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Budget 101

Politics | With the House and the Senate sparring over spending, here's a primer on what's happening with the budget on Capitol Hill

Issue: "Upside down," April 9, 2011

WASHINGTON-With such a large number of first-time lawmakers in Congress, Budget Committee Chairman Paul Ryan has been conducting budget boot camps. The sessions include PowerPoint slides that chart the tidal wave of debt facing the nation. Call it budget for dummies, although the lawmaker from your district probably won't appreciate that.

Most Americans would do well to sit in on the sessions: In a recent poll asking what percentage of the federal budget goes to foreign aid, the average response was 27 percent. Wrong. It is about 1 percent. Since 2011 is shaping up to be a year of budget battles, WORLD provides below (and in the next issue) our own budget class-but we will call it Budget 101:

How bad is the problem?

This year the national debt-the amount the U.S. government owes-topped $14 trillion. It took just seven months for the debt to go from $13 trillion to $14 trillion. Anyone with a credit card knows that higher debt means higher interest payments. By the end of this decade our government's annual interest payments will nearly reach $800 billion-more than all current discretionary spending combined.

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The Congressional Budget Office estimates our country's annual deficit, the amount the government spends beyond what it takes in each year, will be a record $1.5 trillion for 2011. Federal spending per household has jumped from $25,000 to $31,000 since 2008 and is on a path to approach $40,000 by the end of the decade. Under President Barack Obama, discretionary spending has increased 16 percent while the national debt has skyrocketed 43 percent.

Why has it gotten so bad so fast?

The recession combined with the federal stimulus and bailouts have accelerated the slide, but we've been heading down this dark road for some time. Both parties have succumbed to big spending binges in recent years, and the number of federal subsidy programs has doubled since the 1980s, according to Chris Edwards with the Cato Institute. "This is dangerous for a democracy," he says. "This top-down, bureaucratic society is alien to American traditions. People lose their independence." Expensive wars have also impacted the budget, but entitlements (which we'll cover in detail in the next issue) have been the main contributors to the deficit. Social Security, Medicare, and Medicaid now make up more than 60 percent of the budget.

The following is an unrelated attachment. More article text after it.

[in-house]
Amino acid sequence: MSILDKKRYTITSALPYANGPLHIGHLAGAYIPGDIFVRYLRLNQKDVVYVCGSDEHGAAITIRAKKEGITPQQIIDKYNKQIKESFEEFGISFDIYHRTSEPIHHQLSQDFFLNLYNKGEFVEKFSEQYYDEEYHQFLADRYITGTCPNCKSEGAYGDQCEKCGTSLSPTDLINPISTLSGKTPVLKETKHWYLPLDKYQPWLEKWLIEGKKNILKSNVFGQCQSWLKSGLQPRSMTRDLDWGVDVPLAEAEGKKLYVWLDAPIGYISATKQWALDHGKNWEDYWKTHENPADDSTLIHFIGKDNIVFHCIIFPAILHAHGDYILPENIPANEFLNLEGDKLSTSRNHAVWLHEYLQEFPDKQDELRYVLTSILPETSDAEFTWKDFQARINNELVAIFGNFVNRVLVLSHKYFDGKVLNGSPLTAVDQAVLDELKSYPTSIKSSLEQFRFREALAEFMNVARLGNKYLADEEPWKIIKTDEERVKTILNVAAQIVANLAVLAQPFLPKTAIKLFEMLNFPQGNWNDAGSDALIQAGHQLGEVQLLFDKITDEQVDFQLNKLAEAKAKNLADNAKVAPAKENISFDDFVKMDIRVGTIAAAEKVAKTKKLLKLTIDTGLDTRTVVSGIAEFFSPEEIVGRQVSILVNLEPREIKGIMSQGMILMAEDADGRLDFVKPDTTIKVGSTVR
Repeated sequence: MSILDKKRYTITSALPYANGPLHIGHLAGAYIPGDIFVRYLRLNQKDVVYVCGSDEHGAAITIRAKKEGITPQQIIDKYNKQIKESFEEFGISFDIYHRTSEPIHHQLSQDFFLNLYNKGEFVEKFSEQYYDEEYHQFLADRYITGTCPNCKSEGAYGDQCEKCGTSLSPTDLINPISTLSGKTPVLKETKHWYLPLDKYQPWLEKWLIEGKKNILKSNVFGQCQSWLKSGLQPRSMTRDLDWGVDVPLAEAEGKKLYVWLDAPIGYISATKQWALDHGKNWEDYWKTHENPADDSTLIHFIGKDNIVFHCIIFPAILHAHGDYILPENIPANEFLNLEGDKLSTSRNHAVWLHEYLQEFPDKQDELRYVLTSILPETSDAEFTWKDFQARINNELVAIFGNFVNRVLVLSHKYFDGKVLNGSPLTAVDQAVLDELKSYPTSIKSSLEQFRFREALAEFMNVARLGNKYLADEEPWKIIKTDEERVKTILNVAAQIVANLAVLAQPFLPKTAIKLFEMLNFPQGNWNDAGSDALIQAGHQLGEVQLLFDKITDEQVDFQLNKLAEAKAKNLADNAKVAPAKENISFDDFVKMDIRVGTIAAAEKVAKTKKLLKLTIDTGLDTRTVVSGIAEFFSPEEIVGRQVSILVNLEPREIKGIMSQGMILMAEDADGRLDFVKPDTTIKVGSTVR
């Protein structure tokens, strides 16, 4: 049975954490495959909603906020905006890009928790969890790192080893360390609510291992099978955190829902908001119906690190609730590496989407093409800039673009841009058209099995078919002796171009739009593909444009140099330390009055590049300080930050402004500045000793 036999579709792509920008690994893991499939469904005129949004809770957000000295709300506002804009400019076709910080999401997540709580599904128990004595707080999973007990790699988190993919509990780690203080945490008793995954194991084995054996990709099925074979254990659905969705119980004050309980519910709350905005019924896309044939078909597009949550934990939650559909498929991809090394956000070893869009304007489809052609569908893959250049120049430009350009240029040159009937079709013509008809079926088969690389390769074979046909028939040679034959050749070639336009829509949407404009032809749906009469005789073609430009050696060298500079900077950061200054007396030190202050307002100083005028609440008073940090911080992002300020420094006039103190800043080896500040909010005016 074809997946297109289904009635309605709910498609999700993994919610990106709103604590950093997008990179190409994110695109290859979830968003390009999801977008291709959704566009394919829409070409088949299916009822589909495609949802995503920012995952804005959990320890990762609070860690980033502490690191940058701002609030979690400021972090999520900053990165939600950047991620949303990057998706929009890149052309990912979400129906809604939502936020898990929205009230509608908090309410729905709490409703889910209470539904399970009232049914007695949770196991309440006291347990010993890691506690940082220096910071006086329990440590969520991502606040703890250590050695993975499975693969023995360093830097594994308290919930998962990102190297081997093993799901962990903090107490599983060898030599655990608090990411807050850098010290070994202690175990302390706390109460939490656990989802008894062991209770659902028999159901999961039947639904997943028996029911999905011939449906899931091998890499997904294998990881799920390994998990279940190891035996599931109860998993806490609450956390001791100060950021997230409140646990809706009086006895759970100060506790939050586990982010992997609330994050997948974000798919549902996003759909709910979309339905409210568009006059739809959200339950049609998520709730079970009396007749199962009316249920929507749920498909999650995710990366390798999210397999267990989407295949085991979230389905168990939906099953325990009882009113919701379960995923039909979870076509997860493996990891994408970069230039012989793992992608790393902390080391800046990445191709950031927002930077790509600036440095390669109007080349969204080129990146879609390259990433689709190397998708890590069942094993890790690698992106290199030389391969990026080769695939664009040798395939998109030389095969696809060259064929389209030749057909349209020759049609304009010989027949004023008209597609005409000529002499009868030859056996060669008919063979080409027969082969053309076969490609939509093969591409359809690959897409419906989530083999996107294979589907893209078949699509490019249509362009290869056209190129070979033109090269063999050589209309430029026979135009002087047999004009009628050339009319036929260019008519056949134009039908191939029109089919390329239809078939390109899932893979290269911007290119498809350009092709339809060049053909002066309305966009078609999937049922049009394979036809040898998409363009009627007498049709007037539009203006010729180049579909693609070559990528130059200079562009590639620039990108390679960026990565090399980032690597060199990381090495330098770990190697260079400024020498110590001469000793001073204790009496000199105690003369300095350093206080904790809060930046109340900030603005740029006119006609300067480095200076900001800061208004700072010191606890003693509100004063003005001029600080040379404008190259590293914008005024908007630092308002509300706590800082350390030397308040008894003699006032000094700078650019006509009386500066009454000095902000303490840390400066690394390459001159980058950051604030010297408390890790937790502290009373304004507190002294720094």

What is a CR and why does Congress keep passing them?

CR stands for Continuing Resolution, and it is something Congress has had to pass six times to keep the government running for the 2011 fiscal year that began back on Oct. 1. Last year's Congress never approved a federal budget and never passed any of the 12 spending bills that cover federal discretionary spending. That's the first time both of those have not happened in the same year since the 1974 Budget Act. "Democrats were too busy doing healthcare," explains Brian Riedl, budget analyst with the Heritage Foundation.

More than one stopgap measure has been needed because Republicans and Democrats are more than $50 billion apart in how much money to cut. Democrats propose cutting $4.7 billion in spending, which amounts to what the government borrows about every 30 hours. While GOP leaders initially set a target of $32 billion in cuts, pressure from new lawmakers deepened those cuts to more than $60 billion.

Are these CRs cutting money?

Lawmakers have agreed to chop $2 billion a week from the federal budget for each of the recent CRs. The total of $10 billion in approved cuts are the largest cuts since 1995.

But many conservatives have grown impatient over the Democrats' slow retreat, and 54 Republicans voted against the latest CR that funds the government until April 8. Many freshman lawmakers campaigned to get to Washington by promising to change the way Washington works, and repeated stopgaps do not deliver on that promise.

Social conservatives are upset because the temporary measures do not include defunding of Planned Parenthood and the Corporation for Public Broadcasting, measures that passed the House. Most of the approved cuts have been easy ones: Nearly a third of the recent $6 billion slice came from rescinding money that was not used for the 2010 census.

"Despite the seriousness of this debt crisis," said freshman Sen. Marco Rubio, R-Fla., "an absurd pattern has clearly developed in Washington."

Why is this debate considered just Round 1 of the spending showdown?

Conservative lawmakers believe now is the time to pick a fiscal fight. Congress faces two more budget battles this year. In addition to authorizing spending for the next fiscal year (2012), Congress must face a much-discussed vote on raising the debt ceiling. This ceiling sets the legal limits on how much the federal government can borrow. The government is on course to hit the current limit of $14.3 trillion by late spring. If Congress does not increase the debt ceiling, the government would have to stop borrowing, a prospect economists call catastrophic.

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